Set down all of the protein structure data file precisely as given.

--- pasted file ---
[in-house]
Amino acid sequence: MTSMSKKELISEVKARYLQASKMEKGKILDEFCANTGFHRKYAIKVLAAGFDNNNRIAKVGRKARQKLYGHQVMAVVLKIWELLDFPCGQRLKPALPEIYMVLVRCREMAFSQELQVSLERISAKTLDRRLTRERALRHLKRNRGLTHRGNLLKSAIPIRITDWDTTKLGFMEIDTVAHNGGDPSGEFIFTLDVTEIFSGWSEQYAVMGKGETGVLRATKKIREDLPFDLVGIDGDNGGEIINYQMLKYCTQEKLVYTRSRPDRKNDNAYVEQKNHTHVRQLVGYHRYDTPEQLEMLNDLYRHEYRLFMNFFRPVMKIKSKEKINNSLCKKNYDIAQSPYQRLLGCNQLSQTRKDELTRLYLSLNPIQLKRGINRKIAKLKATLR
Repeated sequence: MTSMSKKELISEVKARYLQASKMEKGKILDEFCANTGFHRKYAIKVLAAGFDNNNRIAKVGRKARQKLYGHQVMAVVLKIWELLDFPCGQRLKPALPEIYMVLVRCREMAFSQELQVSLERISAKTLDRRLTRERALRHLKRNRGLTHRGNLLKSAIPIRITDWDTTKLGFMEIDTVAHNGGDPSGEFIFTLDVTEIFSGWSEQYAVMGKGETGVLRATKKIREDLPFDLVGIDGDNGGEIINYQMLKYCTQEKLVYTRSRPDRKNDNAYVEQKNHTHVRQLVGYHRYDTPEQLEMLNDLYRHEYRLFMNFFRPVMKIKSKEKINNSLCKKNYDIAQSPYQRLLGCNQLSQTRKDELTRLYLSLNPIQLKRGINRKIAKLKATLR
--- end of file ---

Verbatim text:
[in-house]
Amino acid sequence: MTSMSKKELISEVKARYLQASKMEKGKILDEFCANTGFHRKYAIKVLAAGFDNNNRIAKVGRKARQKLYGHQVMAVVLKIWELLDFPCGQRLKPALPEIYMVLVRCREMAFSQELQVSLERISAKTLDRRLTRERALRHLKRNRGLTHRGNLLKSAIPIRITDWDTTKLGFMEIDTVAHNGGDPSGEFIFTLDVTEIFSGWSEQYAVMGKGETGVLRATKKIREDLPFDLVGIDGDNGGEIINYQMLKYCTQEKLVYTRSRPDRKNDNAYVEQKNHTHVRQLVGYHRYDTPEQLEMLNDLYRHEYRLFMNFFRPVMKIKSKEKINNSLCKKNYDIAQSPYQRLLGCNQLSQTRKDELTRLYLSLNPIQLKRGINRKIAKLKATLR
Repeated sequence: MTSMSKKELISEVKARYLQASKMEKGKILDEFCANTGFHRKYAIKVLAAGFDNNNRIAKVGRKARQKLYGHQVMAVVLKIWELLDFPCGQRLKPALPEIYMVLVRCREMAFSQELQVSLERISAKTLDRRLTRERALRHLKRNRGLTHRGNLLKSAIPIRITDWDTTKLGFMEIDTVAHNGGDPSGEFIFTLDVTEIFSGWSEQYAVMGKGETGVLRATKKIREDLPFDLVGIDGDNGGEIINYQMLKYCTQEKLVYTRSRPDRKNDNAYVEQKNHTHVRQLVGYHRYDTPEQLEMLNDLYRHEYRLFMNFFRPVMKIKSKEKINNSLCKKNYDIAQSPYQRLLGCNQLSQTRKDELTRLYLSLNPIQLKRGINRKIAKLKATLR